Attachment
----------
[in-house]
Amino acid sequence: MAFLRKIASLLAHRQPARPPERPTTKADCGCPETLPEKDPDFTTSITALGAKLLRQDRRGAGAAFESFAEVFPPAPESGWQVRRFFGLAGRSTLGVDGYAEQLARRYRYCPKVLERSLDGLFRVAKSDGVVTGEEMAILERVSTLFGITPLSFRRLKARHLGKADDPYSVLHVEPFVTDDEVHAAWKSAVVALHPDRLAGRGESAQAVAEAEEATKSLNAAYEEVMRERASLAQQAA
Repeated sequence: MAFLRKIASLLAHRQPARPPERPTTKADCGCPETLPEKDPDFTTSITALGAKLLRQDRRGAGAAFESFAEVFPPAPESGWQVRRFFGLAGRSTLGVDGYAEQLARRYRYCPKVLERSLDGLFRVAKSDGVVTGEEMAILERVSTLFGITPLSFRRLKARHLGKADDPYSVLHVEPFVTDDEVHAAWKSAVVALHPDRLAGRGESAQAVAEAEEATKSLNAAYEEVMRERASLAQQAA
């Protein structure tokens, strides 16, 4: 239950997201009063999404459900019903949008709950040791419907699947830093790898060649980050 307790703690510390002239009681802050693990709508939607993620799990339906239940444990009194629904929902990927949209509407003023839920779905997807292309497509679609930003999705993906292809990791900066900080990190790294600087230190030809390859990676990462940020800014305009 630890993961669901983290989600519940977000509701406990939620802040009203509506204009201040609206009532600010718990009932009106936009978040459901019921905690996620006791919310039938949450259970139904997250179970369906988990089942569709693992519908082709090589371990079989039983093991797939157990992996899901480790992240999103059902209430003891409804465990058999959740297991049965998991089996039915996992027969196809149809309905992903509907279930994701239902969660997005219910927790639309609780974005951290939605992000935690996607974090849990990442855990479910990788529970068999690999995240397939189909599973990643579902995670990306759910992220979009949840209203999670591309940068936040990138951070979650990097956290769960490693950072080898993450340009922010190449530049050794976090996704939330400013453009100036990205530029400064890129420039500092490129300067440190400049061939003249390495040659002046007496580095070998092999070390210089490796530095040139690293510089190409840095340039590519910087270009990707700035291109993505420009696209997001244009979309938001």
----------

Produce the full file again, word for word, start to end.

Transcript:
[in-house]
Amino acid sequence: MAFLRKIASLLAHRQPARPPERPTTKADCGCPETLPEKDPDFTTSITALGAKLLRQDRRGAGAAFESFAEVFPPAPESGWQVRRFFGLAGRSTLGVDGYAEQLARRYRYCPKVLERSLDGLFRVAKSDGVVTGEEMAILERVSTLFGITPLSFRRLKARHLGKADDPYSVLHVEPFVTDDEVHAAWKSAVVALHPDRLAGRGESAQAVAEAEEATKSLNAAYEEVMRERASLAQQAA
Repeated sequence: MAFLRKIASLLAHRQPARPPERPTTKADCGCPETLPEKDPDFTTSITALGAKLLRQDRRGAGAAFESFAEVFPPAPESGWQVRRFFGLAGRSTLGVDGYAEQLARRYRYCPKVLERSLDGLFRVAKSDGVVTGEEMAILERVSTLFGITPLSFRRLKARHLGKADDPYSVLHVEPFVTDDEVHAAWKSAVVALHPDRLAGRGESAQAVAEAEEATKSLNAAYEEVMRERASLAQQAA
């Protein structure tokens, strides 16, 4: 239950997201009063999404459900019903949008709950040791419907699947830093790898060649980050 307790703690510390002239009681802050693990709508939607993620799990339906239940444990009194629904929902990927949209509407003023839920779905997807292309497509679609930003999705993906292809990791900066900080990190790294600087230190030809390859990676990462940020800014305009 630890993961669901983290989600519940977000509701406990939620802040009203509506204009201040609206009532600010718990009932009106936009978040459901019921905690996620006791919310039938949450259970139904997250179970369906988990089942569709693992519908082709090589371990079989039983093991797939157990992996899901480790992240999103059902209430003891409804465990058999959740297991049965998991089996039915996992027969196809149809309905992903509907279930994701239902969660997005219910927790639309609780974005951290939605992000935690996607974090849990990442855990479910990788529970068999690999995240397939189909599973990643579902995670990306759910992220979009949840209203999670591309940068936040990138951070979650990097956290769960490693950072080898993450340009922010190449530049050794976090996704939330400013453009100036990205530029400064890129420039500092490129300067440190400049061939003249390495040659002046007496580095070998092999070390210089490796530095040139690293510089190409840095340039590519910087270009990707700035291109993505420009696209997001244009979309938001």